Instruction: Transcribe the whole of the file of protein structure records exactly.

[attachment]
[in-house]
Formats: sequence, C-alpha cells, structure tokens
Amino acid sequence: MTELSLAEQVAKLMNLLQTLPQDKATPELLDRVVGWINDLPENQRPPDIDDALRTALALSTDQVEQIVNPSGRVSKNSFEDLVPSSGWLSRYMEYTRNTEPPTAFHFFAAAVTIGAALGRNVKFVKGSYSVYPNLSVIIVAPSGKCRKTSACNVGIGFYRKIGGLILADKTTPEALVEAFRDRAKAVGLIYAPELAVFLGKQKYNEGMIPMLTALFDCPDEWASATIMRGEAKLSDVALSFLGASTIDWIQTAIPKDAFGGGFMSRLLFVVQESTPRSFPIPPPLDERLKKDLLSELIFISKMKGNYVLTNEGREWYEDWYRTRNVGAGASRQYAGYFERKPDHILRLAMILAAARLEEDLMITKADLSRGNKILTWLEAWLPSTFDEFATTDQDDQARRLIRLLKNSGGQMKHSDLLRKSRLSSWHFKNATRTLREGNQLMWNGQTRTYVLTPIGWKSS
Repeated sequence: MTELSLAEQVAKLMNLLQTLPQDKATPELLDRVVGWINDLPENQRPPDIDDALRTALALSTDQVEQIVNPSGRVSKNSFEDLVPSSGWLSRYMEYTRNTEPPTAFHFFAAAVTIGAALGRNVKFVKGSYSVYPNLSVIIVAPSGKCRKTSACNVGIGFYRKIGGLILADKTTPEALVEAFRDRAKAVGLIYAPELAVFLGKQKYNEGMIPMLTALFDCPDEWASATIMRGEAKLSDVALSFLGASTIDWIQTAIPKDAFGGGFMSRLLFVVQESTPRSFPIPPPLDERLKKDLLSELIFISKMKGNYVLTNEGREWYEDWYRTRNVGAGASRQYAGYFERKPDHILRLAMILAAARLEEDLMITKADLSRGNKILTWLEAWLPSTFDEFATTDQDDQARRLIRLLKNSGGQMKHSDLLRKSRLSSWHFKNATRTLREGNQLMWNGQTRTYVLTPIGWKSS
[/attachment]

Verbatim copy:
[in-house]
Formats: sequence, C-alpha cells, structure tokens
Amino acid sequence: MTELSLAEQVAKLMNLLQTLPQDKATPELLDRVVGWINDLPENQRPPDIDDALRTALALSTDQVEQIVNPSGRVSKNSFEDLVPSSGWLSRYMEYTRNTEPPTAFHFFAAAVTIGAALGRNVKFVKGSYSVYPNLSVIIVAPSGKCRKTSACNVGIGFYRKIGGLILADKTTPEALVEAFRDRAKAVGLIYAPELAVFLGKQKYNEGMIPMLTALFDCPDEWASATIMRGEAKLSDVALSFLGASTIDWIQTAIPKDAFGGGFMSRLLFVVQESTPRSFPIPPPLDERLKKDLLSELIFISKMKGNYVLTNEGREWYEDWYRTRNVGAGASRQYAGYFERKPDHILRLAMILAAARLEEDLMITKADLSRGNKILTWLEAWLPSTFDEFATTDQDDQARRLIRLLKNSGGQMKHSDLLRKSRLSSWHFKNATRTLREGNQLMWNGQTRTYVLTPIGWKSS
Repeated sequence: MTELSLAEQVAKLMNLLQTLPQDKATPELLDRVVGWINDLPENQRPPDIDDALRTALALSTDQVEQIVNPSGRVSKNSFEDLVPSSGWLSRYMEYTRNTEPPTAFHFFAAAVTIGAALGRNVKFVKGSYSVYPNLSVIIVAPSGKCRKTSACNVGIGFYRKIGGLILADKTTPEALVEAFRDRAKAVGLIYAPELAVFLGKQKYNEGMIPMLTALFDCPDEWASATIMRGEAKLSDVALSFLGASTIDWIQTAIPKDAFGGGFMSRLLFVVQESTPRSFPIPPPLDERLKKDLLSELIFISKMKGNYVLTNEGREWYEDWYRTRNVGAGASRQYAGYFERKPDHILRLAMILAAARLEEDLMITKADLSRGNKILTWLEAWLPSTFDEFATTDQDDQARRLIRLLKNSGGQMKHSDLLRKSRLSSWHFKNATRTLREGNQLMWNGQTRTYVLTPIGWKSS